Rebecca Ann Carver is a Chicago-born actress, model and comedian. She’s been seen (and worked on) shows for MTV, Netflix and Amazon. She’s modeled for large companies like Staples and Shure to small local and women-run businesses. She performs regularly throughout Chicago and the suburbs. Learn more at www.rebeccaanncarver.com! Then come see Carver host the Rockford Fringe Festival from Noon-6:00 p.m. on Saturday, July 9 at Walker Park.
Thanks for reading and see you at the Fringe! -Connie
Artists! Yes! Happy Mother’s Day to all the artists who are interested in performing at the Rockford Fringe Festival! I freaking love you creative mothers! Keep those submissions coming!
Look: I know it’s Mother’s Day, but I simply don’t care. I can’t think of anything else except the Rockford Fringe Festival. Once I *know* I have a lineup and have the festival organized and safe, I will resume being normal. Until then, I am strictly fringe. I have fringe on the brain. Fringe fever. Frinnnnnnge.
Reminder: It’s easy to submit your script or pitch. Just fill out this jotform. And hurry because there are a limited amount of spots available. The artist lineup will be announced on or before June 15.
Thanks for reading. Happy Mother’s Day! -Connie
P.S. Please like / follow the Rockford Fringe Festival on Facebook.
Boy howdy, these kittens sure are adorable! Not only that, they have secret talents. We caught up with Lieutenant Kitten (the kittens’ leader) and asked her what makes the kittens so special.
“We’re artists,” she said, “and we’ll be performing in the Rockford Fringe Festival!”
Awwwww. Doesn’t that make your HEART MELT?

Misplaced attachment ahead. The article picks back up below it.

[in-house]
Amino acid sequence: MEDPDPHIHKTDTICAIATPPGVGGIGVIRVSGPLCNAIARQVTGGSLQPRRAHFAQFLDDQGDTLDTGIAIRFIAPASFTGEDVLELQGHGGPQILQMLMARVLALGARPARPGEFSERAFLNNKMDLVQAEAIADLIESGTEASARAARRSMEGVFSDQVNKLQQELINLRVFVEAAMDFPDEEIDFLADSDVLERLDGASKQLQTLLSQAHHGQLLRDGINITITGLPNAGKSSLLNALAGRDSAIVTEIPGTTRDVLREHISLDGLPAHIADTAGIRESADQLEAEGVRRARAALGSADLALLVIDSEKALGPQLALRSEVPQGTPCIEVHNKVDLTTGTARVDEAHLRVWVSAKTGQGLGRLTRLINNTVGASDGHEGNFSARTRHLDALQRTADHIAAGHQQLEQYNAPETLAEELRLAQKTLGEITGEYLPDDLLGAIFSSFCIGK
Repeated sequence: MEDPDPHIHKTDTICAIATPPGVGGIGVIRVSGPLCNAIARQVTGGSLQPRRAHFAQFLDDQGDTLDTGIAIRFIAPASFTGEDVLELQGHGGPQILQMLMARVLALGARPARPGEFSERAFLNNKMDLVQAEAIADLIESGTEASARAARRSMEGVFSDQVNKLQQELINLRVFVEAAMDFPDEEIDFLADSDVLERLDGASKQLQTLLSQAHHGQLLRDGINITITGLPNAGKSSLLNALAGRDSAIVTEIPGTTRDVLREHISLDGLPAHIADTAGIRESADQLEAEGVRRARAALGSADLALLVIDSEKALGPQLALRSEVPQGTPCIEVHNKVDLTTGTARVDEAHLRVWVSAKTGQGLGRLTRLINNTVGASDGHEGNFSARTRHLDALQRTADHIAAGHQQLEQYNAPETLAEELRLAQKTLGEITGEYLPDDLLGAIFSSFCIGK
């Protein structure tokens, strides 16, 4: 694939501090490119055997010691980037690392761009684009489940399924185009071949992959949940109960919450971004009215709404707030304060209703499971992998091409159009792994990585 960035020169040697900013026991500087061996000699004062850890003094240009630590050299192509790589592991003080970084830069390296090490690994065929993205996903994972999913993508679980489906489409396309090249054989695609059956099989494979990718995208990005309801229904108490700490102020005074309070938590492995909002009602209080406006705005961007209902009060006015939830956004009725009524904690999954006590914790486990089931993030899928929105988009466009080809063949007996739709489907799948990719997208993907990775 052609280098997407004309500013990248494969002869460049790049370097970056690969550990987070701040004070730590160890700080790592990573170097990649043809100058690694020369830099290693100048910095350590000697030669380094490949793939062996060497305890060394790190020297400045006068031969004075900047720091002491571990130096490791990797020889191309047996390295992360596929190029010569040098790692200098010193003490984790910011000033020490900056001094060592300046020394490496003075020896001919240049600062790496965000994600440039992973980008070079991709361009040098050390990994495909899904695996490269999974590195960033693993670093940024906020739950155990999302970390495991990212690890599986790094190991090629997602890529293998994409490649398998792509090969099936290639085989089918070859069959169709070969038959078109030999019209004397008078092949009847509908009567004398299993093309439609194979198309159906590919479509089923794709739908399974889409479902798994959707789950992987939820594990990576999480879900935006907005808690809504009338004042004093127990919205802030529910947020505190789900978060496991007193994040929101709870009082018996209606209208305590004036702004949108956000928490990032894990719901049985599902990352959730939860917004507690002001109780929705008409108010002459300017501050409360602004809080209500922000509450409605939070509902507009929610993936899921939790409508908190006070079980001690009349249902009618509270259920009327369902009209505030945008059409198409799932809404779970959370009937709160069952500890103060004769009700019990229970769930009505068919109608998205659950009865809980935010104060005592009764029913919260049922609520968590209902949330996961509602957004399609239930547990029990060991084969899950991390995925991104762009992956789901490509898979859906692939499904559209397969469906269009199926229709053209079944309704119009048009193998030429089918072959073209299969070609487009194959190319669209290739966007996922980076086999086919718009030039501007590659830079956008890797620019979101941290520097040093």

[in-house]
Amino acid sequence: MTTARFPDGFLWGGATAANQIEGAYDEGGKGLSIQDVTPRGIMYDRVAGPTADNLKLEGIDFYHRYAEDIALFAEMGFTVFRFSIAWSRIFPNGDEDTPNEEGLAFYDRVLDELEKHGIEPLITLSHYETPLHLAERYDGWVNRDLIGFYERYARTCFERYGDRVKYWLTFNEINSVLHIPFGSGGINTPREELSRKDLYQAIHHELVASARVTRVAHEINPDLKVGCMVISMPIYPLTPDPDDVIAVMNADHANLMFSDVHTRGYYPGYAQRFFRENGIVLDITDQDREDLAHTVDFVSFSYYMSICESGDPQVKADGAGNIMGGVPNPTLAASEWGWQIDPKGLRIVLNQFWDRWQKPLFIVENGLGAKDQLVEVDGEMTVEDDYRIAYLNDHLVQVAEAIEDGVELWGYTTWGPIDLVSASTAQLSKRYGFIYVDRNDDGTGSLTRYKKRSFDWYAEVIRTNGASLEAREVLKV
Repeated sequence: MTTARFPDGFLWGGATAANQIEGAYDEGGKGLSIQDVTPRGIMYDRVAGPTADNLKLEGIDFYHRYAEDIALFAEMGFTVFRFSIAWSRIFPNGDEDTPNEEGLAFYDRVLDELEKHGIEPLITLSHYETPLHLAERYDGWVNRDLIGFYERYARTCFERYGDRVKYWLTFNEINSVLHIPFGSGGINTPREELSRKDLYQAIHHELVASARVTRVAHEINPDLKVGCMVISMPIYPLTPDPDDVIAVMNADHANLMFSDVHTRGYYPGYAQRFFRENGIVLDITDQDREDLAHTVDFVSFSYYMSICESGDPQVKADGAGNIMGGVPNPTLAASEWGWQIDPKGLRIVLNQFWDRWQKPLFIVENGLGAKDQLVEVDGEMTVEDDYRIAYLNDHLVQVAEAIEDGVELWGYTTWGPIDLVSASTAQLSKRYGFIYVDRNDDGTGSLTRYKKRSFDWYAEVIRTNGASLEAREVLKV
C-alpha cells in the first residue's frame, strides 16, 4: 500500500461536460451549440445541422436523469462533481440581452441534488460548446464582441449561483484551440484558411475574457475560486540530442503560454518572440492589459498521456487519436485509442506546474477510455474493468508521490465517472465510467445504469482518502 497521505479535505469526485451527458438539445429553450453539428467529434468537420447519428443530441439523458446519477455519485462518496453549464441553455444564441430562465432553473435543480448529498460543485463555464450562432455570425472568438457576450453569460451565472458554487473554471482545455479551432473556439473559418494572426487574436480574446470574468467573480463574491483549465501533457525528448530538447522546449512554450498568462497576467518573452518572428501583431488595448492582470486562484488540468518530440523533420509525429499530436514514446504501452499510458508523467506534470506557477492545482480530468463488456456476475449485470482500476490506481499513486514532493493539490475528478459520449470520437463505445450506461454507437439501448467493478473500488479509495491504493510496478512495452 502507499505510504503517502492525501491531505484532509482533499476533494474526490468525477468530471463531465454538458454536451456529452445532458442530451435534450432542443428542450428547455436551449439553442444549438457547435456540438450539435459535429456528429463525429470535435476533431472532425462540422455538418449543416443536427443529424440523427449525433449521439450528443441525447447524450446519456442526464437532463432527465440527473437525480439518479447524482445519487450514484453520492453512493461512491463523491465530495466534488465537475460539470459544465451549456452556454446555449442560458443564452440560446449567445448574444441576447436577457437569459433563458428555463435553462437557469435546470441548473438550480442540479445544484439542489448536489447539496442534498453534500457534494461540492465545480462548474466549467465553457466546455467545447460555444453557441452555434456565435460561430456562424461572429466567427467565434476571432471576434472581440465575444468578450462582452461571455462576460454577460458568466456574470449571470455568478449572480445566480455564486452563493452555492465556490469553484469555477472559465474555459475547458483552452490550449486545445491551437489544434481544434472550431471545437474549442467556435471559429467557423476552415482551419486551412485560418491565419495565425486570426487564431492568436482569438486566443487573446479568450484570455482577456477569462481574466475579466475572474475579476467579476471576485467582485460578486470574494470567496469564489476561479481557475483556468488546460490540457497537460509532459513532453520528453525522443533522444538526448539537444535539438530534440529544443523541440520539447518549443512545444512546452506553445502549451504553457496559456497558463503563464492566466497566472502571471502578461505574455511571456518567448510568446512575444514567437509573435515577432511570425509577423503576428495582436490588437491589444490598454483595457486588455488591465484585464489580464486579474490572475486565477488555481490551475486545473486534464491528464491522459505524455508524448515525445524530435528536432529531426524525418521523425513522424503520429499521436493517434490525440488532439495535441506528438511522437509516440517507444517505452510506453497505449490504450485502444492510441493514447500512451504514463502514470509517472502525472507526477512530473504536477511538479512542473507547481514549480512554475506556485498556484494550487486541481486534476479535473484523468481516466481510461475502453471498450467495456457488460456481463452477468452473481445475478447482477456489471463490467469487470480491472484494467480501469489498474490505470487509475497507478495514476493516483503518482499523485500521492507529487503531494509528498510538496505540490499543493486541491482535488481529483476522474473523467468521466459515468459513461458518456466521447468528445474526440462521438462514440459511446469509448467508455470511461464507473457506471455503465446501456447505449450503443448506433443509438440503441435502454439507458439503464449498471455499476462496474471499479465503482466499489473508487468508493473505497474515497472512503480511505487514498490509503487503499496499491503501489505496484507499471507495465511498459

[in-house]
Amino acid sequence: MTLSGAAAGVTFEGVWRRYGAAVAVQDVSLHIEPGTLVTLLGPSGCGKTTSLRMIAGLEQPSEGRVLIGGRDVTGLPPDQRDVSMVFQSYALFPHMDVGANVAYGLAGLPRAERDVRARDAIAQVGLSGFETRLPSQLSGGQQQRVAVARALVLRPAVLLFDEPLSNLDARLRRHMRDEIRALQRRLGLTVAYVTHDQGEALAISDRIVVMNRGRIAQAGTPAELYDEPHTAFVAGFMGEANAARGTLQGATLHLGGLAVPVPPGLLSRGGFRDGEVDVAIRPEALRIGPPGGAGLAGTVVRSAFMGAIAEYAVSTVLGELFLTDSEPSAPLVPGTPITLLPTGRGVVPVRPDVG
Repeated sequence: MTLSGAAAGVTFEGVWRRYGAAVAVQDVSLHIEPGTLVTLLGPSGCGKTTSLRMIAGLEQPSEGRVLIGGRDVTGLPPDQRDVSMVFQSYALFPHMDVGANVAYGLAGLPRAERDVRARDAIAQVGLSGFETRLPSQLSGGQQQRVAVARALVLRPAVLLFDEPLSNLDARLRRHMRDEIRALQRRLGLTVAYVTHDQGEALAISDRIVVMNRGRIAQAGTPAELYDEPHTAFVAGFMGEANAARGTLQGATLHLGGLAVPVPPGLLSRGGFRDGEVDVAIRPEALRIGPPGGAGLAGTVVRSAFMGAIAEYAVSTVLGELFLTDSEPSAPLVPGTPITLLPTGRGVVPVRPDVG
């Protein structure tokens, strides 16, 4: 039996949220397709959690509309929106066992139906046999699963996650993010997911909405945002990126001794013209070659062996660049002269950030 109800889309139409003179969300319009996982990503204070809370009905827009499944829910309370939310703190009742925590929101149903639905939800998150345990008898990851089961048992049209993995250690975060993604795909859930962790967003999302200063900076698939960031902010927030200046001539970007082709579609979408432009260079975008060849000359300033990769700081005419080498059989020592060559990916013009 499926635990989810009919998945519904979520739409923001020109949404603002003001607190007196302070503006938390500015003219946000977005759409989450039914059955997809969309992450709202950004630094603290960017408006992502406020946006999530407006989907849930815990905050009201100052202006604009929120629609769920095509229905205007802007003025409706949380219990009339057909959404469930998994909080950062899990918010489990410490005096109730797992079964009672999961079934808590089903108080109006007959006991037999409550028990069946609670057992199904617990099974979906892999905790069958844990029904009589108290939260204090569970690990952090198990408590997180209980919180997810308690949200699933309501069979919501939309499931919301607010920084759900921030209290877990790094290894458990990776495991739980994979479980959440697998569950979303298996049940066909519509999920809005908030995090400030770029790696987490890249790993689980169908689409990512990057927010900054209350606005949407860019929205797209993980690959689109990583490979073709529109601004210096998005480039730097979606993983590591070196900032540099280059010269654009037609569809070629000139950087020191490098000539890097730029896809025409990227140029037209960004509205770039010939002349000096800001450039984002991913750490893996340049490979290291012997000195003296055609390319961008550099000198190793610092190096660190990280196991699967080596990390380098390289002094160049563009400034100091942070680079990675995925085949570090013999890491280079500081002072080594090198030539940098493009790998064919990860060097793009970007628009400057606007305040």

The lieutenant said her crew of kittens is mostly interested in theatre but they also sing, act, dance and recite poetry.
“Each kitten is poised to share their unique talent,” said the lieutenant. “Just like the humans who will be performing at the Rockford Fringe Festival!”
Shame on me (Connie) for using kitten click bait to get you to read this story about the Rockford Fringe Festival. But desperate times call for desperate measures!
Shame on me again for using emotional, over-the-top language. These aren’t “desperate times” and I’m not interested in pursuing “desperate measures.” Here’s what I’m interested in: producing this fringe festival!
As you know, the performing arts add so much to a community. Likewise, a healthy, unique and robust community adds so much to its performers. It’s a symbiotic relationship and cultivating it takes some effort.
How can you help?
Click “like” on social media posts. Every time you share, follow, comment, retweet, etc., you are building a robust online community – one like at a time.
Volunteer. You don’t have to commit hours of your time! Simply committing 20 minutes of your time helps immensely! Help us cross our ‘t’s’ and dot our ‘i’s’ by signing up to volunteer.
Submit your idea or script. The shorter the better as that will allow more performers to share their unique talents. The lineup will be announced on or before June 15, 2022 at 11:59 p.m.
Save the date! Got plans for July 9? Unless those plans involve the Rockford Fringe Festival, cancel them immediately and plan on attending the Fringe instead. Thanks for reading! -Connie
A. A one-day outdoor celebration of the performing arts.
Q. When is it?
A. Saturday, July 9, 2022 from noon-6:00 p.m.
Q. The event lasts six hours. Do I have to stay for the whole thing?
A. It’s up to you. Some people will pack a picnic and make a day of the event. Others will come for a specific show or maybe a couple shows. And there will be some people who come and go throughout the day. All we ask is that you’re not disruptive during a performance. Please wait until a break to move around and talk. Most acts will be 10 minutes long but some will run as long as 45 minutes.
Q. How much does it cost to attend?
A. It’s free.
Q. What should I bring?
A. A chair or blanket. Consider wearing a hat and sunscreen. An umbrella.
Q. Will there be food?
A. It’s a pack-it-in-pack-it-out event. It’s also environmentally friendly. Though the event is free, audience should bring their own snacks and water AND a little bag to take away your trash.
Q. I want to perform. How?
A. Fill out this jotform. Hurry because there are a limited amount of spots available.
Q. Before I fill out the jotform, what kind of acts are being considered?